Tag Archives: Easter

Maple-Walnut Espresso Torte

20 Apr

My recipe from Bon Appetit (photo by: Pornchai Mittongtare)

There are many nights of Passover to celebrate and time to eat more cake.  No doubt many of you have had your share of sticky, wet coconut macaroons, fluffy angel cakes, chocolate matzoh buttercrunch, and flourless chocolate cakes.  But here’s another to try, even if you’re not Jewish.  Something light and nutty and perfect for Easter dinner, too, served with diced ripe pineapple and crème fraîche, or dense vanilla-flecked ice cream strewn with raspberries.  Perfect little raspberries remind me of nature’s gum drops. The same ingredients that go into the cake — espresso, cardamom, lemon, and real maple syrup — are used to make the aromatic elixir that gets poured over the cake after baking.  Even if matzoh meal is not an ingredient usually kept in your cupboard, you will find it amply displayed in the supermarket.   Who knows?  It might even inspire you to make matzoh ball soup — once the provenance of Jewish households — it is a staple on many a deli menu sprinkled across America.  I have always meant to try making this cake with flour, too, but have not as yet.  I will let you know how to accurately swap out the matzoh meal another time.  But now, do enjoy this special cake as is.

During Passover, I like a slice with my strong morning coffee and another slice with my afternooon tea.   So far, this Passover, I have eaten many delicious new things, too.  A fruit salad with lychees, hawthorne berry brandy, bits of sliced oranges with their rind, mango, honey and much more.  I told my herbalist friend (also a bee-keeper), who made it, that I was sure these were the flavors favored by Cleopatra.  The taste was something so exotic that I can’t stop thinking about it!  Also exciting was the Iraqi haroset prepared by my friend Debbie –made with only two ingredients, date molasses and walnuts, it brought a new dimension and conversation to the meal.  Last night at our tiny Seder for three, we dribbled it on matzoh and, bereft of Gold’s horseradish, we dabbed it with wasabi!  New traditions begin.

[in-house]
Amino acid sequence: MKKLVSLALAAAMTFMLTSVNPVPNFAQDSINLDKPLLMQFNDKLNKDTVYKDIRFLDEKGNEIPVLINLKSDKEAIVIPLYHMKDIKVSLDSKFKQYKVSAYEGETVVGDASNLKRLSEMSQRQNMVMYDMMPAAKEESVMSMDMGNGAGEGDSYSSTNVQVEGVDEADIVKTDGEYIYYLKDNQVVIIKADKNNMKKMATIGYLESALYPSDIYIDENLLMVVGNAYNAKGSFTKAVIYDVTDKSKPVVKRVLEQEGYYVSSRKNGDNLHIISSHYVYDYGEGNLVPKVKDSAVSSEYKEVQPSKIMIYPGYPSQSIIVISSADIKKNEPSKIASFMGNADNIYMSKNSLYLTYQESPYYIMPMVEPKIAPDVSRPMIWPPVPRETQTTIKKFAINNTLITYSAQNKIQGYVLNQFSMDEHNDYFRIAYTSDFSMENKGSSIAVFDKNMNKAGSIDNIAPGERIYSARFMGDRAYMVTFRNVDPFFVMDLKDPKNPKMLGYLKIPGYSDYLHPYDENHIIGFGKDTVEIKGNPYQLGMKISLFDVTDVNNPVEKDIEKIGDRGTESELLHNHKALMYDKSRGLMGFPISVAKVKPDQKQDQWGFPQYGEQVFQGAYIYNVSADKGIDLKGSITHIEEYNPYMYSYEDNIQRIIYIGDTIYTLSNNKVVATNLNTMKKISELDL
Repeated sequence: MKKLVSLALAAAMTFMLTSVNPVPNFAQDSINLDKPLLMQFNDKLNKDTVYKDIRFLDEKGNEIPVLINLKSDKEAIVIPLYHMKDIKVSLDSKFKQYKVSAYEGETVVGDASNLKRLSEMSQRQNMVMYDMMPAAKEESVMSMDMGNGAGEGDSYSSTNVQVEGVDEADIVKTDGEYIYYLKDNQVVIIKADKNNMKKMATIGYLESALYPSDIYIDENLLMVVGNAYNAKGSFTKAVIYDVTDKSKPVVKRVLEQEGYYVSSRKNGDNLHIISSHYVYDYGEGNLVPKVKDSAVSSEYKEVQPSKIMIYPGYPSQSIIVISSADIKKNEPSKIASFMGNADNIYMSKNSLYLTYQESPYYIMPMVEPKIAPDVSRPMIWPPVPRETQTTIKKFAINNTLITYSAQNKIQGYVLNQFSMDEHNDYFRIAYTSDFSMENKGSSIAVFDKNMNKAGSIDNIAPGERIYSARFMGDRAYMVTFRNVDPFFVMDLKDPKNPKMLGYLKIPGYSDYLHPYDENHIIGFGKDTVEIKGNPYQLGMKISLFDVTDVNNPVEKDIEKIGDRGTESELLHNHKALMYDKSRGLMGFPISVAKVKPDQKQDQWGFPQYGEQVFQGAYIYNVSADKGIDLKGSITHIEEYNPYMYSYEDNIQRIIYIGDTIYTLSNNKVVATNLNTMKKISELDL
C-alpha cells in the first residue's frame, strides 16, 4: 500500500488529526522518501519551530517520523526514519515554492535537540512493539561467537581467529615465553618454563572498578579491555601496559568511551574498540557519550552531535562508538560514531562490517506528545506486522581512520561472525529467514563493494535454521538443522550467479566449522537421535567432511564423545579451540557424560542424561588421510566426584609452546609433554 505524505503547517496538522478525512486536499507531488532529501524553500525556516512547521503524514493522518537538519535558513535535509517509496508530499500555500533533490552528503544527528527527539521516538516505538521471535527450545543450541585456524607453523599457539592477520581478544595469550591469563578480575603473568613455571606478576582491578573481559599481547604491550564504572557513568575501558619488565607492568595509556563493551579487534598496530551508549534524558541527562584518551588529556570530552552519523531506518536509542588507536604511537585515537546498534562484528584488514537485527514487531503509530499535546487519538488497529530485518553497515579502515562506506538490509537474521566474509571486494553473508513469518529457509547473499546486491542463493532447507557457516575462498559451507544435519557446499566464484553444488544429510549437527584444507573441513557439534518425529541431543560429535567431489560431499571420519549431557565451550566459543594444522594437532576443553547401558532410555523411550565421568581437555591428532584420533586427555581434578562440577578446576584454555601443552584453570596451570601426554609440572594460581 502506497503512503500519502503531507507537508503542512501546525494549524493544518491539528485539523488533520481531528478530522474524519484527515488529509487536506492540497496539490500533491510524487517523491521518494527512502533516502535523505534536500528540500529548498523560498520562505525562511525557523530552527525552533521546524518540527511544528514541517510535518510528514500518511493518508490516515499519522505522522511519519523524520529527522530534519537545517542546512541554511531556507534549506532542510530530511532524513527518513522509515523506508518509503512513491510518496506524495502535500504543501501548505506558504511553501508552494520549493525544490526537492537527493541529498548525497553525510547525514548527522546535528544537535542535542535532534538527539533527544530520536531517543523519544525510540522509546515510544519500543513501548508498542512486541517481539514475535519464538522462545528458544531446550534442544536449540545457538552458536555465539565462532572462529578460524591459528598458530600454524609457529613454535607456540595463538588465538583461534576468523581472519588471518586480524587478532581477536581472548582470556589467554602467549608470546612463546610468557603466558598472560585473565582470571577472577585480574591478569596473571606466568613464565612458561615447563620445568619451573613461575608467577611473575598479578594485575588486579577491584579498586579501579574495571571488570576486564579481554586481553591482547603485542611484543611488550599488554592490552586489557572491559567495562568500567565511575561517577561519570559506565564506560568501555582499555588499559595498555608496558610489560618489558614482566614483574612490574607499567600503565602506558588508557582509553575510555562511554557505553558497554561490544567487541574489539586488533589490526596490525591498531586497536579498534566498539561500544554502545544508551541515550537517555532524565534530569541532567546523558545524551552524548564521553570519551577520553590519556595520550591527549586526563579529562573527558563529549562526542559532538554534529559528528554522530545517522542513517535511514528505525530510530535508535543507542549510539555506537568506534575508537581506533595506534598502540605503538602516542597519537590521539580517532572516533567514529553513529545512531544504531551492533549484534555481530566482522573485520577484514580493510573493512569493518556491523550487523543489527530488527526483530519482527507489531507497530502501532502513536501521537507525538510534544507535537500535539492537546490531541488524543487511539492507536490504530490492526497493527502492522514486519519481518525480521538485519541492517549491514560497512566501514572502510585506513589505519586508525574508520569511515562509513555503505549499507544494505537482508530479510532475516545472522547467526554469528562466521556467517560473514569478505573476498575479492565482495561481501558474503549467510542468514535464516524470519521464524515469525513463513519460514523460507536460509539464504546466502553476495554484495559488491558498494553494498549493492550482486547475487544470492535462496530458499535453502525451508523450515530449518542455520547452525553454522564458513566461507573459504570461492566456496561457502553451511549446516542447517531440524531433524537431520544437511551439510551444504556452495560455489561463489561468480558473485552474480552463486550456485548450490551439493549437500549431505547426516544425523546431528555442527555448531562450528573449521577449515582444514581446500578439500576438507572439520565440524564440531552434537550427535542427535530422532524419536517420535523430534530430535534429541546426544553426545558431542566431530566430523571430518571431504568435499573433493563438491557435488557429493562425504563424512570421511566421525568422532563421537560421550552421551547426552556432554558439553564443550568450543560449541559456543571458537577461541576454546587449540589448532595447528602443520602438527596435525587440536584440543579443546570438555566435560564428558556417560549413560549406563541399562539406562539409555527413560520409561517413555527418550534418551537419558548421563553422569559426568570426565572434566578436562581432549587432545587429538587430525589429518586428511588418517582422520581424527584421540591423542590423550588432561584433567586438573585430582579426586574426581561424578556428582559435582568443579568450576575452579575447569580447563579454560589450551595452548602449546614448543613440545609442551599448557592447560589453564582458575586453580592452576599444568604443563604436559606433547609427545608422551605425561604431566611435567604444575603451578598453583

Maple-Walnut Espresso Torte with Lemon-Espresso Syrup
You can serve this with non-dairy whipped topping that is kosher-for-Passover and garnish with walnut halves.

2/3 cup plus 1/4 cup sugar
2 tablespoons plus  1/2 cup real maple syrup
5 teaspoons instant espresso powder
2-1/4 teaspoons ground cardamom
grated zest and juice of 1 large lemon
8 ounces walnuts, about 2 cups
1/2 cup matzoh meal
4 extra-large eggs

Preheat the oven to 325 degrees.  Oil an 8 or 9-inch springform pan.  In a small saucepan, combine 1 cup water, 2/3 cup sugar, 2 tablespoon maple syrup, 1 teaspoon of the espresso, and 1/4 teaspoon of the cardamom.  Add 2 tablespoons lemon juice.  Bring to a boil, stirring until the sugar dissolves, then simmer 5 minutes until thickened.  Cool.

Process the walnuts and matzoh meal in a food processor until finely ground.  With an electric mixer, beat the eggs, the remaining 1/2 cup maple syrup, 1/4 cup sugar, and 1/4 teaspoon salt on high for 4 minutes.  Add the remaining 4 teaspoons espresso, 2 teaspoons cardamom, and lemon zest; beat 3 minutes.  Stir in the walnut mixture.  Pour into the pan.  Bake40 minutes, until firm to the touch.  Pour 1/4 cup syrup over the cake; let cool.  Serve in wedges, drizzled with the remaining syrup.  Serves 8